From Manchester to Cupertino and back

What can the financial services industry (and its regulators) learn from the management style of the late Steve Jobs?

See our leading article from the November edition of “Compliance Monitor”.

The Decisive Documentation

Are we witnessing a subtle shift in FCA’s mantra that “if it’s not documented, it hasn’t happened”?

Compliance staff industry-wide will be used to advising their firms to document all key decisions. In larger firms, this goes with the flow of normal governance routines, which require decisions to be made after clearly set-out processes have been followed.

Nobody would ever claim that this meant that the decision was always going to be right, but the philosophy has always been that a deliberate and careful (if slow) process of making decisions (often by means of committee) is more likely to come up with the right answer – a better decision. This is because everybody has had time to think about the issues and all interested parties have their say.

The same philosophy holds that where decisions are hurried, where not all stakeholders participate, bad outcomes are likely to result. The lack of documentation is symptomatic of such a hurried process – hence FCA’s desire to see minutes of all meetings, and documentation of decision-making processes when major changes are made.

Whilst the larger firm can achieve this with little change to its operating processes, this is much more challenging to the smaller, more entrepreneurial and owner-managed firm. For such small firms to survive in the big pond, they have to swim faster than the other big fish. Swift decision-making is one of the hallmarks of swimming faster.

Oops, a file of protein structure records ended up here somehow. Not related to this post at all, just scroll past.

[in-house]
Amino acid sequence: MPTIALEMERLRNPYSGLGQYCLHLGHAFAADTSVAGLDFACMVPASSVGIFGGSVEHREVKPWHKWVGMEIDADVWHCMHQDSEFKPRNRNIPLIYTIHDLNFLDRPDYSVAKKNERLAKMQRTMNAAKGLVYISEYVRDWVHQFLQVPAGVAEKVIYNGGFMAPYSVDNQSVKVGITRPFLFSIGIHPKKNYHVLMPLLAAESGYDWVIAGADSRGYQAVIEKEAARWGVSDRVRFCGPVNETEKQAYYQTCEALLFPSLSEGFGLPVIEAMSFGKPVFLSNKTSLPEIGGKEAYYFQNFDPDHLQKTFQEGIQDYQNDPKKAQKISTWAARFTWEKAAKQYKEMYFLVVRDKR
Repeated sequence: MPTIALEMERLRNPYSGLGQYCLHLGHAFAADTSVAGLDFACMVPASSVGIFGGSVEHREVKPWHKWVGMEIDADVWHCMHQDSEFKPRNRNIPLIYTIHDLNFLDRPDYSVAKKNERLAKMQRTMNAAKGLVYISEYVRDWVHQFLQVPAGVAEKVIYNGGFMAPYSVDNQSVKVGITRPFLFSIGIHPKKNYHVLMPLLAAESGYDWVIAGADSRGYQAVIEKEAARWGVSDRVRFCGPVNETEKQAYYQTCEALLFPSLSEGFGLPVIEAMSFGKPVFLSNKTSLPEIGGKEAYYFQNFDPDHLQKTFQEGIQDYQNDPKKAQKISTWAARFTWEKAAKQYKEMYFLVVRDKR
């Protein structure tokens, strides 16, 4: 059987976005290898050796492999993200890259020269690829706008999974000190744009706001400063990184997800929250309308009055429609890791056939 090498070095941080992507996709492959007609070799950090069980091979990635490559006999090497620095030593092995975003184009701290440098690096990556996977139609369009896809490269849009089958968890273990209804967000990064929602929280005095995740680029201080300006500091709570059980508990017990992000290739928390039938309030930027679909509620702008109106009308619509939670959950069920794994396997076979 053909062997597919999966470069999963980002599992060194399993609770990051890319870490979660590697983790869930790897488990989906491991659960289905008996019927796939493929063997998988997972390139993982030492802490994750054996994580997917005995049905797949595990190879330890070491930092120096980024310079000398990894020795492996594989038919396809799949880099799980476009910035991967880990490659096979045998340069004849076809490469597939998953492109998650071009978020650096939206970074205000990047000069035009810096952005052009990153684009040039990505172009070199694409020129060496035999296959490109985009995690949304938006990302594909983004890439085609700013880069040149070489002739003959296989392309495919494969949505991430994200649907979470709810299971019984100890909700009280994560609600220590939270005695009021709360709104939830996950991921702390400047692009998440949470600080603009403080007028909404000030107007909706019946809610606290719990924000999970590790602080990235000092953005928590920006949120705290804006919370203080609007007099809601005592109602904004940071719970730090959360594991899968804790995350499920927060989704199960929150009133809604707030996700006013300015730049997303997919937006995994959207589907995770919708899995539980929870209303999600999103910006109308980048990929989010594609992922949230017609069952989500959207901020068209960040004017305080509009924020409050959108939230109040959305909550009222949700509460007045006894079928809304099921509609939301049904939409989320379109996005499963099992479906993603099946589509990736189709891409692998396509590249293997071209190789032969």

Decision making in these environments will be characterised by informality. Key decision makers and stake holders will work in close physical proximity to each other. They will see each other frequently during the course of the working day. They will discuss many issues – and very few of these exchanges will be written down.

Whilst it would be wrong to expect such smaller firms to adopt the processes of their larger competitors, this has not stopped FCA from giving smaller firms a hard time when they lack the full panoply of big-firm governance – in the form of Internal Audit, Remuneration and Audit Committees and detailed board minutes which document the “challenge” to which major decisions – and executive management themselves – have been subject to.

This is not just a governance issue. One of the fundamentals of FCA’s review of suitability at Wealth Management firms has been that FCA has been unable – due to a lack of documentation on file – to satisfy itself that client portfolios are indeed suitable for the client.

FCA does not necessarily allege that investments are unsuitable – just that the documentation available does not immediately show that they are. This may lead the firm to invest in Customer Relationship Management systems, which better record the interactions between the firm and the customer.